8. Eggs in a cooler present several issues.  First, if you buy them in cardboard, the cardboard is quickly rendered useless by the melting ice.  Second, if they find their way towards the bottom of the cooler and become encased in ice, they will freeze and no amount of thawing will turn your egg back to what you once had.  No matter, it’s still edible, but you may not be able to make that nice sunny side up egg you had planned.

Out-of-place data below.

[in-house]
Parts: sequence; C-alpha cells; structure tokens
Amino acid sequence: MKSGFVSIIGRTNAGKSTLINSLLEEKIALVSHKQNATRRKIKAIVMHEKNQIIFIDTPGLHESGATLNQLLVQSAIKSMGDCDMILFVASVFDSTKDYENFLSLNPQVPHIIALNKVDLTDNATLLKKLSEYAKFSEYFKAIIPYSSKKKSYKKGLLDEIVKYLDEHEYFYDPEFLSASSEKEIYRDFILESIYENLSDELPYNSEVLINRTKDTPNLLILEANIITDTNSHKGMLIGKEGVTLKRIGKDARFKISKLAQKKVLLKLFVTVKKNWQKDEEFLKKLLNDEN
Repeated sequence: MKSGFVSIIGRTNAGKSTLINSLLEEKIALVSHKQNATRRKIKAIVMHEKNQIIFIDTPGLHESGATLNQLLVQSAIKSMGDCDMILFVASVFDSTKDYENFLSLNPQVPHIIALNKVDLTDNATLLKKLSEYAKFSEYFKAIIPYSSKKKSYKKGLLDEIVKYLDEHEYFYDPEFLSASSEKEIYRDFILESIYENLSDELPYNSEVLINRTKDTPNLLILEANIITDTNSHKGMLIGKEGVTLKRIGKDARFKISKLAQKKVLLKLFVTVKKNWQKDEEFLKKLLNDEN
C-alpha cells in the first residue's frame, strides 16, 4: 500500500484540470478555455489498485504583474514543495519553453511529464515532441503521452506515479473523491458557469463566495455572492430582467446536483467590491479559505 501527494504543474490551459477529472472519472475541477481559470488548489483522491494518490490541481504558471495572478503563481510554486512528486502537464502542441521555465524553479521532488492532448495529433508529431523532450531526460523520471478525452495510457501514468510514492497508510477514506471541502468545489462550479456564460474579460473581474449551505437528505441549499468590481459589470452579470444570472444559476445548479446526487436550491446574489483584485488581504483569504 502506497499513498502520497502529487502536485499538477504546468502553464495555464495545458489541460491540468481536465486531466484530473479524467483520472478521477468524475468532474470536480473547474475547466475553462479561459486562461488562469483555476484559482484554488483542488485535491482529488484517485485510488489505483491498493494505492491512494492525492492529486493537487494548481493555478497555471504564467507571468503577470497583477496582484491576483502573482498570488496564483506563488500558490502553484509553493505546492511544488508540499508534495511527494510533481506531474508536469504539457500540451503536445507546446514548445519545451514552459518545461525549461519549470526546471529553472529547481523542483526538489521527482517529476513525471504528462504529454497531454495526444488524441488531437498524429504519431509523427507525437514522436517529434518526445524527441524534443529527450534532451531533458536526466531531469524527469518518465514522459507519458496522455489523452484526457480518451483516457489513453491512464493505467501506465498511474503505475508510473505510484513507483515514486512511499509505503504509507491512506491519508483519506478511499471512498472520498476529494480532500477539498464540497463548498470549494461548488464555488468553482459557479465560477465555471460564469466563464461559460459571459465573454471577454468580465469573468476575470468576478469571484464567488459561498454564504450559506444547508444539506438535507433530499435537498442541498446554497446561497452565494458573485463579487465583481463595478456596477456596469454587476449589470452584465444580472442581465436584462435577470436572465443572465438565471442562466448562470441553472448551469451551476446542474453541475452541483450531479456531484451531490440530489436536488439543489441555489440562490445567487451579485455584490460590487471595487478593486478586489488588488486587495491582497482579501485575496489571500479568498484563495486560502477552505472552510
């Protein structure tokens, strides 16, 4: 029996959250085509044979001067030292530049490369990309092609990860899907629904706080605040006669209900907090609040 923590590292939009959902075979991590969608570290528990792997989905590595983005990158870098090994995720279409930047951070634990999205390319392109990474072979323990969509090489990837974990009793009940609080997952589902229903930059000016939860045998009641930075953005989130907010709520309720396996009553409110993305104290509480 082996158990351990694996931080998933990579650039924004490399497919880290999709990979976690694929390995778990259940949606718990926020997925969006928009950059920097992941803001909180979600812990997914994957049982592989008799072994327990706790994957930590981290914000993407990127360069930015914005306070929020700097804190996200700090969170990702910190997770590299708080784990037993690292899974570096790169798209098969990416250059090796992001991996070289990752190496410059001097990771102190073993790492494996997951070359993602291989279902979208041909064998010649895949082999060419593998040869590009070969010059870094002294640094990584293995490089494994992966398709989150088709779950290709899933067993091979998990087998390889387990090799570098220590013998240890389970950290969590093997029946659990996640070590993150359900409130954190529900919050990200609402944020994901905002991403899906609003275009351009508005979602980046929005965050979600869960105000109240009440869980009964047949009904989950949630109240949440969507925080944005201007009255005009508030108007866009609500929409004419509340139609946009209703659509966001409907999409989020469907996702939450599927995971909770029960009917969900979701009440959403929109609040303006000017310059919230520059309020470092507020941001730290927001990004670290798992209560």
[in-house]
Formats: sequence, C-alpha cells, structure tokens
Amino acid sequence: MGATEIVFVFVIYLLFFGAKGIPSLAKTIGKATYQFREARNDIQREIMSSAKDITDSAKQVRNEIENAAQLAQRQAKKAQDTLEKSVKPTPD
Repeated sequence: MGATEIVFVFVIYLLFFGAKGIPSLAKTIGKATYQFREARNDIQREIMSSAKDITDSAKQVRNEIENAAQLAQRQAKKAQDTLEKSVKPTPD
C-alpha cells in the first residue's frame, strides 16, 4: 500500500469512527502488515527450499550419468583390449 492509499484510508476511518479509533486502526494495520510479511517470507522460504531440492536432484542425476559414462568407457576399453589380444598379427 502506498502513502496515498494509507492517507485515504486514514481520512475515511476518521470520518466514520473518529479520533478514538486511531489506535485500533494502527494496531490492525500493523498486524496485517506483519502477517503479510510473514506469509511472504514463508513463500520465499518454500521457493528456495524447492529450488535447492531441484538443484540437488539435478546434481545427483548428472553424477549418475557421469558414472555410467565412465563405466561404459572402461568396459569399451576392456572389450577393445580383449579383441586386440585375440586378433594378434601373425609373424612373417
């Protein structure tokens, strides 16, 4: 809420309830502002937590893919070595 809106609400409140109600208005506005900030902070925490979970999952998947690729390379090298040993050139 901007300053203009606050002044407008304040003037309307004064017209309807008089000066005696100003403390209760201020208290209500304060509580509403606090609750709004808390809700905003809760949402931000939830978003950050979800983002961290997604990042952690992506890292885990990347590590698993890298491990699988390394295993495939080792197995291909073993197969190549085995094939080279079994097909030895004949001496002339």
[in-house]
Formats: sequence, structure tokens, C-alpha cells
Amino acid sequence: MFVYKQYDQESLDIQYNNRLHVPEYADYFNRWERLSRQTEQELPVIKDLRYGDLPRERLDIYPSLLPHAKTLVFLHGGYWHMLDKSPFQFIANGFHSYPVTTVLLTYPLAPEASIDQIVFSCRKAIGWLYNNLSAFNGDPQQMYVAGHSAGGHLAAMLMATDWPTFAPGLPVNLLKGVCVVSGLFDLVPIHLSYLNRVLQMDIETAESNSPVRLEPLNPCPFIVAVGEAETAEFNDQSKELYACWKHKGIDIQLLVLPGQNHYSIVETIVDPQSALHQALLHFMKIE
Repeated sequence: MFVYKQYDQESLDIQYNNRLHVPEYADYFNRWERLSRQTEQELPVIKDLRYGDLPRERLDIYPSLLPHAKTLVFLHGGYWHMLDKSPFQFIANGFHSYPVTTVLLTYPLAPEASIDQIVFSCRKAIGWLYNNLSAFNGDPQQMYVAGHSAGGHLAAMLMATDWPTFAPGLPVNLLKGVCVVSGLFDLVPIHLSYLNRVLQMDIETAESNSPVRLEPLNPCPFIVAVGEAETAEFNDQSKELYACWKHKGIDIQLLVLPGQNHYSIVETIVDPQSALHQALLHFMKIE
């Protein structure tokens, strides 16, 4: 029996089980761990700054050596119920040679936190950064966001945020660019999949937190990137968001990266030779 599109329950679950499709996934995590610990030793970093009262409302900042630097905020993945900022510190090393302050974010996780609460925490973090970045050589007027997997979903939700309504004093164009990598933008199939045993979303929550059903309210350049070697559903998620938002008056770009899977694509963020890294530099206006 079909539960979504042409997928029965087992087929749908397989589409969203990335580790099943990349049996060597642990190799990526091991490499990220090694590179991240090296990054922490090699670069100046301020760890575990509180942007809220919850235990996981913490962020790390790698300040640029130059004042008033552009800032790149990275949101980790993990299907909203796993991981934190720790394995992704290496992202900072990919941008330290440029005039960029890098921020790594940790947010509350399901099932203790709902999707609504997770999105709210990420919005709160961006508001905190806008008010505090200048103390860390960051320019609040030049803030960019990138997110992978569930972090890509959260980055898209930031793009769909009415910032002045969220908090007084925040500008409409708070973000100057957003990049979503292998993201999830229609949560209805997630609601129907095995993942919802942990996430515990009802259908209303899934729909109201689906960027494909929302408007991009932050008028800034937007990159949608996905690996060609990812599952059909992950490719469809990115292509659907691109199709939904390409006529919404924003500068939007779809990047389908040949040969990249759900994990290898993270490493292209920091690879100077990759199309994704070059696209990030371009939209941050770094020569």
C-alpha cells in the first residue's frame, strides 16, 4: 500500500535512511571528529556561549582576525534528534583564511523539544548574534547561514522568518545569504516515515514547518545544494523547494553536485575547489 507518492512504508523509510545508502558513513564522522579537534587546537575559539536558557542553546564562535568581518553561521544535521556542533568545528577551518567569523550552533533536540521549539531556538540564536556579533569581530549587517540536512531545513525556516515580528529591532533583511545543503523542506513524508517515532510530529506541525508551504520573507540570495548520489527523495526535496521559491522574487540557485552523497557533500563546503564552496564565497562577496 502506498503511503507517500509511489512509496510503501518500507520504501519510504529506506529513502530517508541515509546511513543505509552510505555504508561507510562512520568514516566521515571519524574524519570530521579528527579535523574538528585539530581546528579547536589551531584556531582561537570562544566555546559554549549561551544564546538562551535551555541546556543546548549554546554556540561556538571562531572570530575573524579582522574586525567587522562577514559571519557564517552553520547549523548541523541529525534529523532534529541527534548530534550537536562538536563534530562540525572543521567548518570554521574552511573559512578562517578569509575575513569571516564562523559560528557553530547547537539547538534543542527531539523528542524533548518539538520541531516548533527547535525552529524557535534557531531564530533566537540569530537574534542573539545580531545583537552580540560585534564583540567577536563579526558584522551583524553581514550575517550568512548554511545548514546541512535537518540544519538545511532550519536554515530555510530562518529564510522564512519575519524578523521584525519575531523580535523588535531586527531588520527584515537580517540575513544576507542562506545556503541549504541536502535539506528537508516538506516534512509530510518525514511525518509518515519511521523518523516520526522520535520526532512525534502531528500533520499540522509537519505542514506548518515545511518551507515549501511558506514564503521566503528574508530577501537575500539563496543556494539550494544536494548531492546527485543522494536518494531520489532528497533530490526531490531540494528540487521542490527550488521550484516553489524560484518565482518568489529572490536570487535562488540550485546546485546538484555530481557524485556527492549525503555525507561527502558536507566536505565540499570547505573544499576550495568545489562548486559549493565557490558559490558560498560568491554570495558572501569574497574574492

9. Kids don’t need many store-bought toys.  Yes, I knew this already, as I’m sure almost all parents do.  But it wasn’t until this trip that I truly got it.  We packed away boxes of Van’s toys into storage and chose only a handful of small toys that could fit in one box for our trip.  Van has played with a few things from that box over the last month, but the vast majority of the toys we brought have remained untouched.  Instead, he obsesses over rocks, leaves, and sticks (especially sticks).  He also loves climbing steps, over big logs, across bridges, and up and down hills.  Our evenings are spent to the tune of “more sticks, more sticks, more big logs, more big logs” on repeat while Van scours the campsite for sticks and logs to make a fire.  He has plenty of toys at his disposal, just not the ones we packed for him.